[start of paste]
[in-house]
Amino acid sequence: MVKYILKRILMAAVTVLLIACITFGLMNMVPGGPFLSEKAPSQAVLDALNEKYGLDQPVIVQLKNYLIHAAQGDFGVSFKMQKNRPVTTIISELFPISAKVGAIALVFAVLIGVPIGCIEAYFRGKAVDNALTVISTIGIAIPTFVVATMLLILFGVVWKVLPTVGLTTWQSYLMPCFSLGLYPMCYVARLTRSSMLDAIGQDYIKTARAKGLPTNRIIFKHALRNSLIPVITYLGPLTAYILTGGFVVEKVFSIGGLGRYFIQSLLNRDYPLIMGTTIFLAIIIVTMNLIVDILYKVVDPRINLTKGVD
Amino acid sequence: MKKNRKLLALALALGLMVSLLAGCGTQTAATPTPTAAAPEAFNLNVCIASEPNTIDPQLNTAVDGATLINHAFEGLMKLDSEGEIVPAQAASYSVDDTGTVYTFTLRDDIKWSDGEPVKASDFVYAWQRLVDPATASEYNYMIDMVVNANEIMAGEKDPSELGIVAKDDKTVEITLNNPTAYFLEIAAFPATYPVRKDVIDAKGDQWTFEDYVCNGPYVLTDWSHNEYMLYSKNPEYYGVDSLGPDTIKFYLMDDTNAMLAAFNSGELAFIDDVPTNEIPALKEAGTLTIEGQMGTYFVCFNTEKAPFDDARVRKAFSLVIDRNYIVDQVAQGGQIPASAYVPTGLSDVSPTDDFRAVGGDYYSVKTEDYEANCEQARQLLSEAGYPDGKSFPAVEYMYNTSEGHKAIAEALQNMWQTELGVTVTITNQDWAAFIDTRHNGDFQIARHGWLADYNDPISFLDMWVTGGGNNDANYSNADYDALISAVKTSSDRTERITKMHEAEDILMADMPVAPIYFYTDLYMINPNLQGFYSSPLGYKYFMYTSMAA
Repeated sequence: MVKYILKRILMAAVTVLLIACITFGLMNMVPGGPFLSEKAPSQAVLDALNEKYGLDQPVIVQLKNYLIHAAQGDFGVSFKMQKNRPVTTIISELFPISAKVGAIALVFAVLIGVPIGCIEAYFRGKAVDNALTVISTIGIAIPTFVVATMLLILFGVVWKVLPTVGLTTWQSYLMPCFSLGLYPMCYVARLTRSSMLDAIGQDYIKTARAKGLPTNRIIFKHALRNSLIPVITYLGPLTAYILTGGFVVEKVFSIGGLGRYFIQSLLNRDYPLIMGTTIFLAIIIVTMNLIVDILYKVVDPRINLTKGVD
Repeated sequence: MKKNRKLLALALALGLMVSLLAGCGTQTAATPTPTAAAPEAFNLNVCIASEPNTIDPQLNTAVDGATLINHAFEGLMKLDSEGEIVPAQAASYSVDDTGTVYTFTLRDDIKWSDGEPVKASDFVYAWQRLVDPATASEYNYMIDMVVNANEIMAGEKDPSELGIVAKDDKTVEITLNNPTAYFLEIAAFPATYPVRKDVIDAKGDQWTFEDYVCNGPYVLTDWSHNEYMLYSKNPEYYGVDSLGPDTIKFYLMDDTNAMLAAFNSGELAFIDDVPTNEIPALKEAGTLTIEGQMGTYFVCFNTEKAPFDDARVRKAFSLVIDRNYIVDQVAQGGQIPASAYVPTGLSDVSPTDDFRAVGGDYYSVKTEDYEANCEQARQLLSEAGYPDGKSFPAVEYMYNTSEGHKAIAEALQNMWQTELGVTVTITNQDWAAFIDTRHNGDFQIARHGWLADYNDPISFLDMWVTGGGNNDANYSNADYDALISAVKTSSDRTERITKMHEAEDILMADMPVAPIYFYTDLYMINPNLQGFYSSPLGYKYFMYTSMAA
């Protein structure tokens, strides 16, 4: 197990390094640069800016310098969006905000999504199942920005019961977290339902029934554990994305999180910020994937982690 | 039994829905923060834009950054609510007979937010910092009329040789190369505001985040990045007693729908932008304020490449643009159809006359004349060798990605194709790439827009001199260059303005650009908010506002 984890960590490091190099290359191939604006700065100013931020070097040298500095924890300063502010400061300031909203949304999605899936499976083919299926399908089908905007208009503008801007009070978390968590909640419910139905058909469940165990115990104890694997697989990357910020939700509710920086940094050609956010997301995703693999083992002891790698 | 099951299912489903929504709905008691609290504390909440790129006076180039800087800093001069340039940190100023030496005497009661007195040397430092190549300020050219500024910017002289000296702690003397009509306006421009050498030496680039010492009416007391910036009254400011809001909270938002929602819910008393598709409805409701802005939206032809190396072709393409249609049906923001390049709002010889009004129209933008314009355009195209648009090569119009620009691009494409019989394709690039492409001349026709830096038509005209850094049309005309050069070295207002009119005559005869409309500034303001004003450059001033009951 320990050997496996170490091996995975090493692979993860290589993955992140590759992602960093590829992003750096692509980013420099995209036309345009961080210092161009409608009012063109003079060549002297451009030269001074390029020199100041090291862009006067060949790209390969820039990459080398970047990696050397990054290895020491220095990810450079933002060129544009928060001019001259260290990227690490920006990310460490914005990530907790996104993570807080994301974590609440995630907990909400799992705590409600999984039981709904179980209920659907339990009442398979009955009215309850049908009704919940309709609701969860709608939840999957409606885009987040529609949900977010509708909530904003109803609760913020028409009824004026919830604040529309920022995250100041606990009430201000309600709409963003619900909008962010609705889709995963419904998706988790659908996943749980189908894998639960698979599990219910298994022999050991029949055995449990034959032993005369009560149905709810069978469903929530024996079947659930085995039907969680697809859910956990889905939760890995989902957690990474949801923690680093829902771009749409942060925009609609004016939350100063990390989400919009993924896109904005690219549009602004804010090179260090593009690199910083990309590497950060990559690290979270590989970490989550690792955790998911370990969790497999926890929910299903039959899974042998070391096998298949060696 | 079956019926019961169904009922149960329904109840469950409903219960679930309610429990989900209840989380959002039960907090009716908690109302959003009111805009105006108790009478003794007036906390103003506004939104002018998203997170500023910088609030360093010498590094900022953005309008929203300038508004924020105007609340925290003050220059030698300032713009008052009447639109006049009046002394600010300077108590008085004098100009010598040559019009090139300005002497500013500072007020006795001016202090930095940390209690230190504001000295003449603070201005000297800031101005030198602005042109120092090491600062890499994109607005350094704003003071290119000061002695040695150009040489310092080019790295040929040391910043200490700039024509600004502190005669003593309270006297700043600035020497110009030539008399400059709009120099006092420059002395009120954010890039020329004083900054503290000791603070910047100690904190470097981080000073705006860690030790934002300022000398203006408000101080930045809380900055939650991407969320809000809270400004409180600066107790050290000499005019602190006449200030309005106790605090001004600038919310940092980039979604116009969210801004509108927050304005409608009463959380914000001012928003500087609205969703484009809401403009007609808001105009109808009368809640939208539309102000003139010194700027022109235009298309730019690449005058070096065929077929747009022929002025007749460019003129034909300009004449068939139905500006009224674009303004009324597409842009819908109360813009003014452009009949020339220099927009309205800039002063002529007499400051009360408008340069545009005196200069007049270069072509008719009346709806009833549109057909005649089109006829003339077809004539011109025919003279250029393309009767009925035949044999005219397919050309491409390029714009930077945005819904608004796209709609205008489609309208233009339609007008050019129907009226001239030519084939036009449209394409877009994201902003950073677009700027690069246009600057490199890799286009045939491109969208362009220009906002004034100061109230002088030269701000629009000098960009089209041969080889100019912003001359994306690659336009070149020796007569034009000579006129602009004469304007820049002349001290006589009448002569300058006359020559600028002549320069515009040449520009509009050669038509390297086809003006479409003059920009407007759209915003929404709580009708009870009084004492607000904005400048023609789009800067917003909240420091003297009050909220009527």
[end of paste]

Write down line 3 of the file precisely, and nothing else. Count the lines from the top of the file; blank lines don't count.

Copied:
Amino acid sequence: MKKNRKLLALALALGLMVSLLAGCGTQTAATPTPTAAAPEAFNLNVCIASEPNTIDPQLNTAVDGATLINHAFEGLMKLDSEGEIVPAQAASYSVDDTGTVYTFTLRDDIKWSDGEPVKASDFVYAWQRLVDPATASEYNYMIDMVVNANEIMAGEKDPSELGIVAKDDKTVEITLNNPTAYFLEIAAFPATYPVRKDVIDAKGDQWTFEDYVCNGPYVLTDWSHNEYMLYSKNPEYYGVDSLGPDTIKFYLMDDTNAMLAAFNSGELAFIDDVPTNEIPALKEAGTLTIEGQMGTYFVCFNTEKAPFDDARVRKAFSLVIDRNYIVDQVAQGGQIPASAYVPTGLSDVSPTDDFRAVGGDYYSVKTEDYEANCEQARQLLSEAGYPDGKSFPAVEYMYNTSEGHKAIAEALQNMWQTELGVTVTITNQDWAAFIDTRHNGDFQIARHGWLADYNDPISFLDMWVTGGGNNDANYSNADYDALISAVKTSSDRTERITKMHEAEDILMADMPVAPIYFYTDLYMINPNLQGFYSSPLGYKYFMYTSMAA